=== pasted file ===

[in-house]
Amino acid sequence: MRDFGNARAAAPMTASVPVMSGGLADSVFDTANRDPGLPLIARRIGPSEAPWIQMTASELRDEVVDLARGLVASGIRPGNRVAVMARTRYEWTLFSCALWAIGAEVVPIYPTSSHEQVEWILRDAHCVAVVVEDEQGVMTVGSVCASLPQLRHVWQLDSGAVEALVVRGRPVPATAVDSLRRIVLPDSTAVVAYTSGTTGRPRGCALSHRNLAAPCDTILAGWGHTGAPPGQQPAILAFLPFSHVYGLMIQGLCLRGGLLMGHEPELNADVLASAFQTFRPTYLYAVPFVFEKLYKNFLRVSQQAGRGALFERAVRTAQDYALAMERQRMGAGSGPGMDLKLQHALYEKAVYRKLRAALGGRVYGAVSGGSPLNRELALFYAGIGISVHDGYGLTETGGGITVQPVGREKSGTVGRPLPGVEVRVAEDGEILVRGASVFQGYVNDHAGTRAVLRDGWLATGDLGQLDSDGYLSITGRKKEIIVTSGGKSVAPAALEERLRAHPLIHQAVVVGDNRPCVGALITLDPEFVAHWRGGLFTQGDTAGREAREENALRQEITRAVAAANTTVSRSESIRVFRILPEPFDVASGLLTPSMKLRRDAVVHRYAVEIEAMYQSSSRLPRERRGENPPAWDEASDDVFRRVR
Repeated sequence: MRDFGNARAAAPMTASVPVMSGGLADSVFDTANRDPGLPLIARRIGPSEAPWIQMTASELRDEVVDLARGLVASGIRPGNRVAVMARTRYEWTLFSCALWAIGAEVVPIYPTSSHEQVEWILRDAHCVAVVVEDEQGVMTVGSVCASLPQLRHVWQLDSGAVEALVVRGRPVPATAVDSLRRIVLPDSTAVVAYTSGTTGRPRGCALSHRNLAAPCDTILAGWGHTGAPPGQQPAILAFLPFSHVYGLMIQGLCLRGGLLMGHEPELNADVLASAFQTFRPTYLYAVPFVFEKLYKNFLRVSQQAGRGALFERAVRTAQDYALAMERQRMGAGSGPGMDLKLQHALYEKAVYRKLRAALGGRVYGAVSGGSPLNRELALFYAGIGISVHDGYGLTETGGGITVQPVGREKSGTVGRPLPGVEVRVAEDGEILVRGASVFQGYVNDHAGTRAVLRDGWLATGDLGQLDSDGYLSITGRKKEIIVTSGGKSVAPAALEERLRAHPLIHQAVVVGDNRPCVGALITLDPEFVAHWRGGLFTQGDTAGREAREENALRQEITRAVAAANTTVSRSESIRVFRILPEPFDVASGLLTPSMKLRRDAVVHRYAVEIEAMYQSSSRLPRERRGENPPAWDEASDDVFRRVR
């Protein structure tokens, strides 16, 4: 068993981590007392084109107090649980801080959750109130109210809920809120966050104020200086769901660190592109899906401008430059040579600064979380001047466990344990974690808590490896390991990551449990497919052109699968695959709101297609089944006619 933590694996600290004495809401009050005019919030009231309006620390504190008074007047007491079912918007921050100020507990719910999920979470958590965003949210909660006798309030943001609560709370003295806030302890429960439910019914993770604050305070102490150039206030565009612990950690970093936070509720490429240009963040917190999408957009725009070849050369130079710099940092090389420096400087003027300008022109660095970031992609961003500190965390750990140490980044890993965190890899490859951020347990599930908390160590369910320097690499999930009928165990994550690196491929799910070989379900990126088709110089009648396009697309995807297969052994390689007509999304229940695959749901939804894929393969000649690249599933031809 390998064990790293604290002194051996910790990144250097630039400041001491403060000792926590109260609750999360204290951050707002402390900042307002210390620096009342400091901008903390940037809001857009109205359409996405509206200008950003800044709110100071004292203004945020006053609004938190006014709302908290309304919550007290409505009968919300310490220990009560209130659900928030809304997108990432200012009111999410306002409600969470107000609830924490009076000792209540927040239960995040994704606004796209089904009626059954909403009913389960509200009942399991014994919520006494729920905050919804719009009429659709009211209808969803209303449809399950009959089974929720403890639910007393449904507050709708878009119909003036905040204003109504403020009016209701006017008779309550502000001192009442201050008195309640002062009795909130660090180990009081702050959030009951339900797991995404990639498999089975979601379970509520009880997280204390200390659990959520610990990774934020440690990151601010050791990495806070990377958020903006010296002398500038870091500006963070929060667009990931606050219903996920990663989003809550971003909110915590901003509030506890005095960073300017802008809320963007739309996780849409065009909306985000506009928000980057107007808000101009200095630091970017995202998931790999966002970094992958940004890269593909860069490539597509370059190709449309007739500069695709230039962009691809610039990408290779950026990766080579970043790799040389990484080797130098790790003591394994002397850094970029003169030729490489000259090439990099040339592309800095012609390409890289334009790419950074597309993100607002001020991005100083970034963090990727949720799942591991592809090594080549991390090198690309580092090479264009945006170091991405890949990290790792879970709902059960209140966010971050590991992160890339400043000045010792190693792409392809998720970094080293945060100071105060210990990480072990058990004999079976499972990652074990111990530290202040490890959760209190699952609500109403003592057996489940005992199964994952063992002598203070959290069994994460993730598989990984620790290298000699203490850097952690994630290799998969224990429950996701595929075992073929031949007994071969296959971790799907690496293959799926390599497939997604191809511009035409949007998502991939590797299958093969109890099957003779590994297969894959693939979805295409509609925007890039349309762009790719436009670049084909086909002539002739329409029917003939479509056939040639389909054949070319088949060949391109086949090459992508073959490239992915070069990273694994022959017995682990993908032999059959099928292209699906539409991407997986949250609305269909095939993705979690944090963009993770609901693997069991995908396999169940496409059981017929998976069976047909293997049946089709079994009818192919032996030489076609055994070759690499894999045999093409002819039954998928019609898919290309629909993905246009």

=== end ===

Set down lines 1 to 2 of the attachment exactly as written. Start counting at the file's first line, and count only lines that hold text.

[in-house]
Amino acid sequence: MRDFGNARAAAPMTASVPVMSGGLADSVFDTANRDPGLPLIARRIGPSEAPWIQMTASELRDEVVDLARGLVASGIRPGNRVAVMARTRYEWTLFSCALWAIGAEVVPIYPTSSHEQVEWILRDAHCVAVVVEDEQGVMTVGSVCASLPQLRHVWQLDSGAVEALVVRGRPVPATAVDSLRRIVLPDSTAVVAYTSGTTGRPRGCALSHRNLAAPCDTILAGWGHTGAPPGQQPAILAFLPFSHVYGLMIQGLCLRGGLLMGHEPELNADVLASAFQTFRPTYLYAVPFVFEKLYKNFLRVSQQAGRGALFERAVRTAQDYALAMERQRMGAGSGPGMDLKLQHALYEKAVYRKLRAALGGRVYGAVSGGSPLNRELALFYAGIGISVHDGYGLTETGGGITVQPVGREKSGTVGRPLPGVEVRVAEDGEILVRGASVFQGYVNDHAGTRAVLRDGWLATGDLGQLDSDGYLSITGRKKEIIVTSGGKSVAPAALEERLRAHPLIHQAVVVGDNRPCVGALITLDPEFVAHWRGGLFTQGDTAGREAREENALRQEITRAVAAANTTVSRSESIRVFRILPEPFDVASGLLTPSMKLRRDAVVHRYAVEIEAMYQSSSRLPRERRGENPPAWDEASDDVFRRVR